A large region of boreal forest along the Manitoba-Ontario border is one step closer to gaining international recognition.
On Friday, two UNESCO advisory bodies recommended the Pimachiowin Aki—an Ojibwa phrase that translates to “the land that gives life”—be deemed a World Heritage Site, which can be any place of special cultural or physical significance. If approved, the forest would be recognized alongside 900 other sites around the world, including East Africa’s Serengeti, the Pyramids of Egypt, and Australia’s Great Barrier Reef.
Working alongside the Pimachiowin Aki Corporation, the federal government and Ontario and Manitoba provincial governments have spent millions in attempt to secure the designation for the forest. The decade-long effort was set back in 2013, when two UNESCO advisory groups said it was unclear whether the area was unique.
The dense boreal forest covers 33,400-square-kilometres of land, which is about half the size of New Brunswick. Its indigenous people have been taking care of the land for thousands of years, and according to the group behind the proposal, it has the potential to be one of the few sites recognized for both cultural and natural values.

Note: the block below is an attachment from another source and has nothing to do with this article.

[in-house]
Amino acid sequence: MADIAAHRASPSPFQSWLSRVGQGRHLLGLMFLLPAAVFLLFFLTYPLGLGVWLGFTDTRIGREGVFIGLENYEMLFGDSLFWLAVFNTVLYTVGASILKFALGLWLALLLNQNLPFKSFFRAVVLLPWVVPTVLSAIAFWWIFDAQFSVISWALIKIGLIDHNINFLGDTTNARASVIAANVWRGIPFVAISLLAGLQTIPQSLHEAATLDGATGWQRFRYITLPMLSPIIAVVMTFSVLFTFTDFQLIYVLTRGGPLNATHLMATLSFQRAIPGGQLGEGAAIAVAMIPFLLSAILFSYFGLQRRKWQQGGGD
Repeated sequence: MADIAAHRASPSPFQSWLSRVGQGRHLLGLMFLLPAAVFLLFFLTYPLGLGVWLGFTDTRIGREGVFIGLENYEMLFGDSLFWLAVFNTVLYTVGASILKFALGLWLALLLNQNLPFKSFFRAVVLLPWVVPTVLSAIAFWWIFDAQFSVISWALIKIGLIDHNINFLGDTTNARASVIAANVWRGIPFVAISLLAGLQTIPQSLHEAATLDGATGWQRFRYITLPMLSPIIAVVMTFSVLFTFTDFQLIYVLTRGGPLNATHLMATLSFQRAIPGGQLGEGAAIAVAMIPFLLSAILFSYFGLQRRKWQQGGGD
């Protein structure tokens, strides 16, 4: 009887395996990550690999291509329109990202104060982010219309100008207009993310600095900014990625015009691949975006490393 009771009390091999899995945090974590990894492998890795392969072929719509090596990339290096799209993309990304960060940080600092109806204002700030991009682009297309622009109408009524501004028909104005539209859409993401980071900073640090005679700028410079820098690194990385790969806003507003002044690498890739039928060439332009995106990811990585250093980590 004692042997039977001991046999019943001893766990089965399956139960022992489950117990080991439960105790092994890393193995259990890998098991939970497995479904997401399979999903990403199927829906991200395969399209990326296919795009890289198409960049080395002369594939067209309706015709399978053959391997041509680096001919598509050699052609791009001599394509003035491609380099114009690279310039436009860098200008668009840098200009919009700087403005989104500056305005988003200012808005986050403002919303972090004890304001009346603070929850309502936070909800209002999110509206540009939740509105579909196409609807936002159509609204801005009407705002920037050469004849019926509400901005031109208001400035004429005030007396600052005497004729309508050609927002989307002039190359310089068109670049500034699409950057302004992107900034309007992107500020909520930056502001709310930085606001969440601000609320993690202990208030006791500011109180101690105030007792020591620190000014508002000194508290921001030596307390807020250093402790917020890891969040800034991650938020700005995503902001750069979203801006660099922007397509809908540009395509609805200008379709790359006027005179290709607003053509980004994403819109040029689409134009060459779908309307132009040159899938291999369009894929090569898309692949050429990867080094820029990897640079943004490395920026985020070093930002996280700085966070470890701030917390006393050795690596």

After 2013, the bid was reworked to highlight this, providing more details about the cultural traditions of the Anishinaabeg indigenous peoples and their harmonious relationship with the landscape, which was enough to convince the very same advisory groups.
“In spite of being subject to significant social disturbances as a result of European colonization, such as being placed on reserves and children being separated from their families by residential schooling, the Anishinaabeg have been able to retain their traditional culture,” states one of the advisory group reports. With this, they recommended the bid be given final approval in July, when the UNESCO World Heritage Committee meets in Turkey.
Gaining this designation will provide the region with more than just status. According to former Manitoba premier Greg Selinger, it will also boost tourism and make it easier to protect the forest from development. Heritage status can be withdrawn if sites aren’t properly protected or undergo too much development. Currently, there are 48 properties “in danger.”
Although it’s not on the list of threatened sites, according to reports, UNESCO recently raised concerns about potential oil and gas drilling near Gros Morne National Park, which was designated a World Heritage Site in 1987. The World Heritage Committee recently recommended a “buffer zone” to protect its dramatic flat-top mountains, valleys, glacier-carved fjords, and thus, its status.
“When a world heritage site is designated, it means we are responsible for it on behalf of the world and we have to do everything we can to protect it,” Alison Woodley, national parks director for the Canadian Parks and Wilderness Society, said in reference to Gros Morne, and the same would go for Pimachiowin Aki.
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